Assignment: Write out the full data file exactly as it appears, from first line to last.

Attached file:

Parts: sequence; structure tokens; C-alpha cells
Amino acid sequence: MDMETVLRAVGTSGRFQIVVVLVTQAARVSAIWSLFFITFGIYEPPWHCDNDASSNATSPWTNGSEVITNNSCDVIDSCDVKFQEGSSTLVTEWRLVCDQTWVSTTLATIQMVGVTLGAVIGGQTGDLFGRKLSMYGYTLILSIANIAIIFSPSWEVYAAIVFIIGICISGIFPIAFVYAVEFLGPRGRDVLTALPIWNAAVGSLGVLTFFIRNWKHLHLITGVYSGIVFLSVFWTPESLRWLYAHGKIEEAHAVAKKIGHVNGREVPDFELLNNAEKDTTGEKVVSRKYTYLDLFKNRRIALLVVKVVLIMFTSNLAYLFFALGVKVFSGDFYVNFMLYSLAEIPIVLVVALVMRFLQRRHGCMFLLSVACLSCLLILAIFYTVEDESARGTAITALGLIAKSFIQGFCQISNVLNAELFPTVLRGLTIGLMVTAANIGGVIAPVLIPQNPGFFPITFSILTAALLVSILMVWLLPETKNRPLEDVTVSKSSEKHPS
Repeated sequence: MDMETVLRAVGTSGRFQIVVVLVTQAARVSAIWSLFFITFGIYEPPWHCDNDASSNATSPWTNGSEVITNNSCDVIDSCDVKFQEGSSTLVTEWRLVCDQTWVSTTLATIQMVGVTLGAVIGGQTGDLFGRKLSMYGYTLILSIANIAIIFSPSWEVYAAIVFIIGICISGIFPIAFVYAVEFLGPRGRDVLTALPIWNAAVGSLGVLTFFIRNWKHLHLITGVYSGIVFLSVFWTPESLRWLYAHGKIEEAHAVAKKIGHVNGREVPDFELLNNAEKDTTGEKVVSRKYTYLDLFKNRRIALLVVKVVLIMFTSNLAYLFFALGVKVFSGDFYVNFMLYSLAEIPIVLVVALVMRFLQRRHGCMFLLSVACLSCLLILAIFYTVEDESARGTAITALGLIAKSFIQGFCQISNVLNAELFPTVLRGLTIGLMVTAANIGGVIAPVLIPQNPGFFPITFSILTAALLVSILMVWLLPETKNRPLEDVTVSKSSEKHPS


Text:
Parts: sequence; structure tokens; C-alpha cells
Amino acid sequence: MDMETVLRAVGTSGRFQIVVVLVTQAARVSAIWSLFFITFGIYEPPWHCDNDASSNATSPWTNGSEVITNNSCDVIDSCDVKFQEGSSTLVTEWRLVCDQTWVSTTLATIQMVGVTLGAVIGGQTGDLFGRKLSMYGYTLILSIANIAIIFSPSWEVYAAIVFIIGICISGIFPIAFVYAVEFLGPRGRDVLTALPIWNAAVGSLGVLTFFIRNWKHLHLITGVYSGIVFLSVFWTPESLRWLYAHGKIEEAHAVAKKIGHVNGREVPDFELLNNAEKDTTGEKVVSRKYTYLDLFKNRRIALLVVKVVLIMFTSNLAYLFFALGVKVFSGDFYVNFMLYSLAEIPIVLVVALVMRFLQRRHGCMFLLSVACLSCLLILAIFYTVEDESARGTAITALGLIAKSFIQGFCQISNVLNAELFPTVLRGLTIGLMVTAANIGGVIAPVLIPQNPGFFPITFSILTAALLVSILMVWLLPETKNRPLEDVTVSKSSEKHPS
Repeated sequence: MDMETVLRAVGTSGRFQIVVVLVTQAARVSAIWSLFFITFGIYEPPWHCDNDASSNATSPWTNGSEVITNNSCDVIDSCDVKFQEGSSTLVTEWRLVCDQTWVSTTLATIQMVGVTLGAVIGGQTGDLFGRKLSMYGYTLILSIANIAIIFSPSWEVYAAIVFIIGICISGIFPIAFVYAVEFLGPRGRDVLTALPIWNAAVGSLGVLTFFIRNWKHLHLITGVYSGIVFLSVFWTPESLRWLYAHGKIEEAHAVAKKIGHVNGREVPDFELLNNAEKDTTGEKVVSRKYTYLDLFKNRRIALLVVKVVLIMFTSNLAYLFFALGVKVFSGDFYVNFMLYSLAEIPIVLVVALVMRFLQRRHGCMFLLSVACLSCLLILAIFYTVEDESARGTAITALGLIAKSFIQGFCQISNVLNAELFPTVLRGLTIGLMVTAANIGGVIAPVLIPQNPGFFPITFSILTAALLVSILMVWLLPETKNRPLEDVTVSKSSEKHPS